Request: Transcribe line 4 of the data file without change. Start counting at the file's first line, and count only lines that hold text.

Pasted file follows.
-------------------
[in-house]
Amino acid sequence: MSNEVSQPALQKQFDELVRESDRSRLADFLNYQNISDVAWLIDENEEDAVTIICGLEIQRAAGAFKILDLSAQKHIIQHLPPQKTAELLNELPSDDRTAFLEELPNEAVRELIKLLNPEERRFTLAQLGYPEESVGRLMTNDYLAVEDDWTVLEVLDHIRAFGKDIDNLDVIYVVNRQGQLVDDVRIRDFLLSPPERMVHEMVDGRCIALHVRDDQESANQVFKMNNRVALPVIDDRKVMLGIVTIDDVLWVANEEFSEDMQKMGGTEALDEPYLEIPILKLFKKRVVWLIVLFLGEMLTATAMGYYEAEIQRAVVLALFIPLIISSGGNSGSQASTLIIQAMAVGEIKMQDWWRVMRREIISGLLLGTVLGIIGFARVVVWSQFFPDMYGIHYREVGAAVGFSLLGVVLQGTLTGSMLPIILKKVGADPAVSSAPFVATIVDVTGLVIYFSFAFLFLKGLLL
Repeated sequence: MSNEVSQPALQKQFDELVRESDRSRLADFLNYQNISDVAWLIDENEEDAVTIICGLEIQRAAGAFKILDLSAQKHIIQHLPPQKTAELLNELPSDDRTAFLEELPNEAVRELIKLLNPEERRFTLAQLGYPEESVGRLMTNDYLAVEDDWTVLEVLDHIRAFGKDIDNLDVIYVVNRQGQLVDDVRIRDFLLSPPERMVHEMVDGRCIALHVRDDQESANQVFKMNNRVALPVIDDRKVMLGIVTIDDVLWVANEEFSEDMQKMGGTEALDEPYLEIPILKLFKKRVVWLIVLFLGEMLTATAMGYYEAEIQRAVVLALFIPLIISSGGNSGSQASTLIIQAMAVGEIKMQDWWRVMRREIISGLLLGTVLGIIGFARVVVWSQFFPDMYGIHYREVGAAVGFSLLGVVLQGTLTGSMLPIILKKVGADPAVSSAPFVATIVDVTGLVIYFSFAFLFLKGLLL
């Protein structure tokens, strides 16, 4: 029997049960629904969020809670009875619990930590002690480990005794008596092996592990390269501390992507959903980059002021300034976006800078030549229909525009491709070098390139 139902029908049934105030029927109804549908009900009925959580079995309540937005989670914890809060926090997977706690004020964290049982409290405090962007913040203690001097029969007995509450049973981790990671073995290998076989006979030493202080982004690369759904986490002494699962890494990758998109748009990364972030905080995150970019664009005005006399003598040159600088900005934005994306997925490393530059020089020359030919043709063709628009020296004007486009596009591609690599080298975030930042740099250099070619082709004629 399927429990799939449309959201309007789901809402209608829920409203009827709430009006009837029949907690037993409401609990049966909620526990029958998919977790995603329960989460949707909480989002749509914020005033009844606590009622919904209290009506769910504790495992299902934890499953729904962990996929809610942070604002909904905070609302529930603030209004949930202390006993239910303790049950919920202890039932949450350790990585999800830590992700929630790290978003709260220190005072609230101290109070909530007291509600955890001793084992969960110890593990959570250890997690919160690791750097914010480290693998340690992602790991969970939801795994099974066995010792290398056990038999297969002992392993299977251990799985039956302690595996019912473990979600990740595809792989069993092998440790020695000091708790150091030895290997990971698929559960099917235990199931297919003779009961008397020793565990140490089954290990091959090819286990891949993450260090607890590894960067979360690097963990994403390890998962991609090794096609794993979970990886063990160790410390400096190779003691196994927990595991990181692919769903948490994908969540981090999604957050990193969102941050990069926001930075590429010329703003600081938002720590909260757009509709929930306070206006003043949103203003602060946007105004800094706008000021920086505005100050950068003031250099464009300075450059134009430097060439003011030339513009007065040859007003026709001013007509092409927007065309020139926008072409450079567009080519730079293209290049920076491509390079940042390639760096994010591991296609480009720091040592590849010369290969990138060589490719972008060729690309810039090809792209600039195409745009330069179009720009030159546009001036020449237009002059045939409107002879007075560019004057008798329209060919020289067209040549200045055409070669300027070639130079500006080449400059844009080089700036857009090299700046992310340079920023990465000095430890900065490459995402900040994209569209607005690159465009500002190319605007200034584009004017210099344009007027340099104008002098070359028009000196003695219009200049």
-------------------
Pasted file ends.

């Protein structure tokens, strides 16, 4: 029997049960629904969020809670009875619990930590002690480990005794008596092996592990390269501390992507959903980059002021300034976006800078030549229909525009491709070098390139 139902029908049934105030029927109804549908009900009925959580079995309540937005989670914890809060926090997977706690004020964290049982409290405090962007913040203690001097029969007995509450049973981790990671073995290998076989006979030493202080982004690369759904986490002494699962890494990758998109748009990364972030905080995150970019664009005005006399003598040159600088900005934005994306997925490393530059020089020359030919043709063709628009020296004007486009596009591609690599080298975030930042740099250099070619082709004629 399927429990799939449309959201309007789901809402209608829920409203009827709430009006009837029949907690037993409401609990049966909620526990029958998919977790995603329960989460949707909480989002749509914020005033009844606590009622919904209290009506769910504790495992299902934890499953729904962990996929809610942070604002909904905070609302529930603030209004949930202390006993239910303790049950919920202890039932949450350790990585999800830590992700929630790290978003709260220190005072609230101290109070909530007291509600955890001793084992969960110890593990959570250890997690919160690791750097914010480290693998340690992602790991969970939801795994099974066995010792290398056990038999297969002992392993299977251990799985039956302690595996019912473990979600990740595809792989069993092998440790020695000091708790150091030895290997990971698929559960099917235990199931297919003779009961008397020793565990140490089954290990091959090819286990891949993450260090607890590894960067979360690097963990994403390890998962991609090794096609794993979970990886063990160790410390400096190779003691196994927990595991990181692919769903948490994908969540981090999604957050990193969102941050990069926001930075590429010329703003600081938002720590909260757009509709929930306070206006003043949103203003602060946007105004800094706008000021920086505005100050950068003031250099464009300075450059134009430097060439003011030339513009007065040859007003026709001013007509092409927007065309020139926008072409450079567009080519730079293209290049920076491509390079940042390639760096994010591991296609480009720091040592590849010369290969990138060589490719972008060729690309810039090809792209600039195409745009330069179009720009030159546009001036020449237009002059045939409107002879007075560019004057008798329209060919020289067209040549200045055409070669300027070639130079500006080449400059844009080089700036857009090299700046992310340079920023990465000095430890900065490459995402900040994209569209607005690159465009500002190319605007200034584009004017210099344009007027340099104008002098070359028009000196003695219009200049």